On Saturday I had time to attempt some GPIO stuff with the pi. I set up an LED to light up on the breadboard, and it failed, even when I tried connecting it directly to the power rails, not even using a GPIO pin. I also found out that my multimeter needs a new battery, so I wasn't even able to diagnose what was wrong.
On Sunday I had time to take it into the Makerspace, where there are working multimeters. Everything seemed to be wired up properly on the Pi Wedge, so it was baffling why things weren't working. Then I had an "aha!" moment: I had forgotten that on my breadboard, the power rails are split. If you look in the picture attached, you can see the red and blue lines down the sides are not continuous. Instead, there is a break in the middle (right next to the light glare on the left side, and partially obscured by the red wire on the right side). The power rail does not extend across that break. This allows this breadboard to have four independent power rails, if needed, but it can be confusing. In this case, I was connecting the Pi to the power rail in the lower right, but trying to use the power rail in the upper right.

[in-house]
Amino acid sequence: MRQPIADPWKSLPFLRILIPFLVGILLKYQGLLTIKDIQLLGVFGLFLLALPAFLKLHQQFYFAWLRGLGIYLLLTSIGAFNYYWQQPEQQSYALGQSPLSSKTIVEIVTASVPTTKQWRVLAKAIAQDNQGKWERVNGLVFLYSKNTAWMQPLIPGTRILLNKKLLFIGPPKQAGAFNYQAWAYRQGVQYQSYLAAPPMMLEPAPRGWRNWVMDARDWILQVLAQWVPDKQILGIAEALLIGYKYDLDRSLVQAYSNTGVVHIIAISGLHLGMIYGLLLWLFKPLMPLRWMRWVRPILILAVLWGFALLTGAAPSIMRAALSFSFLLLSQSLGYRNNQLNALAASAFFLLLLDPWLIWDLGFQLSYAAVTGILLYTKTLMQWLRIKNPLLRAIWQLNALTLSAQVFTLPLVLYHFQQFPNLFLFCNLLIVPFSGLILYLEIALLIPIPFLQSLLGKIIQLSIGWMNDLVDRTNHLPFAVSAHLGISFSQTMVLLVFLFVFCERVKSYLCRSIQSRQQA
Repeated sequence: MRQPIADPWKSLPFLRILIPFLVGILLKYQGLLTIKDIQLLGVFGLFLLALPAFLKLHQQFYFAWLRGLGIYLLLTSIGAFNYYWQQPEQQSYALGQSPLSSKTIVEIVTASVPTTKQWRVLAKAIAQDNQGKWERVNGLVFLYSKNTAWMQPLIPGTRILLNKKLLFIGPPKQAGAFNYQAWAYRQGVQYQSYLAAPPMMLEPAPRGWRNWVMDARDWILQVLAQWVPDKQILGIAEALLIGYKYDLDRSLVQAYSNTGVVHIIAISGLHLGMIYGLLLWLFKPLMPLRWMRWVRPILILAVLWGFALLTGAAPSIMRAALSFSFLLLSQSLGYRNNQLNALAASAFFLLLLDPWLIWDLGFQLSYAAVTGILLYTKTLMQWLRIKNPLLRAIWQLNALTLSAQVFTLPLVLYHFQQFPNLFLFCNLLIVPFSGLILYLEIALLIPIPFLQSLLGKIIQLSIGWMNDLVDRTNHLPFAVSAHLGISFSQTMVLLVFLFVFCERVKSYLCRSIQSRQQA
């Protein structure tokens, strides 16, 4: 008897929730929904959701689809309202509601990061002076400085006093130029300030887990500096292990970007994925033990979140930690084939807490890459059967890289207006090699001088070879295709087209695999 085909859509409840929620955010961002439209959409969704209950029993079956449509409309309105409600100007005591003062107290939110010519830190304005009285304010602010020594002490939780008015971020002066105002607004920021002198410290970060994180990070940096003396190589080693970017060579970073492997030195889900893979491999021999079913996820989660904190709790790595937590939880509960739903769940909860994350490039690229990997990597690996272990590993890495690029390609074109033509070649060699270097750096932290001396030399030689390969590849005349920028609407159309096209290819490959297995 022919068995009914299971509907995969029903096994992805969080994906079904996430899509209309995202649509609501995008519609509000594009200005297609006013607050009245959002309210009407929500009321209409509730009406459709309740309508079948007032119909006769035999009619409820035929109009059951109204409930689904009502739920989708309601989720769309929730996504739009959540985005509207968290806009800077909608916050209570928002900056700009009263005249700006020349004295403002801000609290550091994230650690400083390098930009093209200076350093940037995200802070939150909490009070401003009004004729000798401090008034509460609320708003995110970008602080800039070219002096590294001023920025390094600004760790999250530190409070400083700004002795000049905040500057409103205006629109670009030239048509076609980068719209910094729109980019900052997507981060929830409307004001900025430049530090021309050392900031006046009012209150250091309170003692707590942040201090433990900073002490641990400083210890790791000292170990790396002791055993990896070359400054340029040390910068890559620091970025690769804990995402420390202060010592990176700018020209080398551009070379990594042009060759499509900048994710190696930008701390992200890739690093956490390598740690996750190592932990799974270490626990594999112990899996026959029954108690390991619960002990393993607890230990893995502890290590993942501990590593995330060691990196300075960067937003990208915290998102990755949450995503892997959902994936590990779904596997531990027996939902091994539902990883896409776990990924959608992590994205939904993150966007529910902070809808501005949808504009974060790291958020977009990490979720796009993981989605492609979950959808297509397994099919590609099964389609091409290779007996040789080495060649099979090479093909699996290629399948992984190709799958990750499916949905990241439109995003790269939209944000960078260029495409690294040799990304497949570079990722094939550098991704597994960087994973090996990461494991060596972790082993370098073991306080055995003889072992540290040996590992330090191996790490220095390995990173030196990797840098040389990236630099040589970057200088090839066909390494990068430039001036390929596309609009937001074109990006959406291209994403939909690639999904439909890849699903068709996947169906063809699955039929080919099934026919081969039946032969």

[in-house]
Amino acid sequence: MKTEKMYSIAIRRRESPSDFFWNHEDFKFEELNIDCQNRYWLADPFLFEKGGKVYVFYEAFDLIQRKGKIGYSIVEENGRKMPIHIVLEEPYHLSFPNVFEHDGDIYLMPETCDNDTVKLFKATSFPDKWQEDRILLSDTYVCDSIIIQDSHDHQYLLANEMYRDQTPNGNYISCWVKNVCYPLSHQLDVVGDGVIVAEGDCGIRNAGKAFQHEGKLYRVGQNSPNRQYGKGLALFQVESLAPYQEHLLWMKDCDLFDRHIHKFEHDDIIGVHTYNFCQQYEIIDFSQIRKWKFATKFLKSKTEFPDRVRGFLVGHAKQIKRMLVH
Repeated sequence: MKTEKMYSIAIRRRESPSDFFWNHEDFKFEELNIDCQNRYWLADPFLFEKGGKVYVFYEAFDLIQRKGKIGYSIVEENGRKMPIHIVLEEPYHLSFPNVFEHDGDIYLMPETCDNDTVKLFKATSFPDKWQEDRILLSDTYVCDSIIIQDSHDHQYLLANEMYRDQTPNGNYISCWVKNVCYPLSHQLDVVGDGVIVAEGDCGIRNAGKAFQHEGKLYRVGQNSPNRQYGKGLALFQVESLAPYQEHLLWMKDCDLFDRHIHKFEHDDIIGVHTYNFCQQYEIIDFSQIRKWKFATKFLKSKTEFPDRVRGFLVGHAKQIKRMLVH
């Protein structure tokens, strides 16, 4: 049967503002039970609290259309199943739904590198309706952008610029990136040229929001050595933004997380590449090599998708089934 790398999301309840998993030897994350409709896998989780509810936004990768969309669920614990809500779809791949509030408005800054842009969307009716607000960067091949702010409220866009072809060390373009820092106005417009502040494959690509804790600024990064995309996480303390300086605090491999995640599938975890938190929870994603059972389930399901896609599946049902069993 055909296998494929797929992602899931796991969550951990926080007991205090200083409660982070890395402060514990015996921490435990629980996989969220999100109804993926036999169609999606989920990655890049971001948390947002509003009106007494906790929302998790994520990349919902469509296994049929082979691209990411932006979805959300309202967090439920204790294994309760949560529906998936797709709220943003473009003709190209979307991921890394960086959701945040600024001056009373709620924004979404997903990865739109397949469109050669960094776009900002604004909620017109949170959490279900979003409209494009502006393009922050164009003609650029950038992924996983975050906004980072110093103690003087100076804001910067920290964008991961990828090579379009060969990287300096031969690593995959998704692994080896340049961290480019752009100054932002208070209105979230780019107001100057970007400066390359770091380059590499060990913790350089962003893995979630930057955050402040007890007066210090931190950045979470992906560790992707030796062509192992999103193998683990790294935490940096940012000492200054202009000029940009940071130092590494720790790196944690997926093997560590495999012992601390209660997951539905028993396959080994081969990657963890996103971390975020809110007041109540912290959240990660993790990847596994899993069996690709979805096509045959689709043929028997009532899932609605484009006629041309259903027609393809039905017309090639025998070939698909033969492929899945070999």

The board in the photo is configured to light the LED using the GPIO pin labeled G18 on the wedge. When I set the pin high, the LED goes on. When I set it low, it goes off. Progress!
I also tested that I could see when an input pin went high or low, using the 24-button keyboard I built a couple of years ago (I just wired connected up enough for a single button to work).
I'm not doing any GPIO from Ruby yet, but that's the next step: Getting a blinking light, then making a very expensive button operated light switch.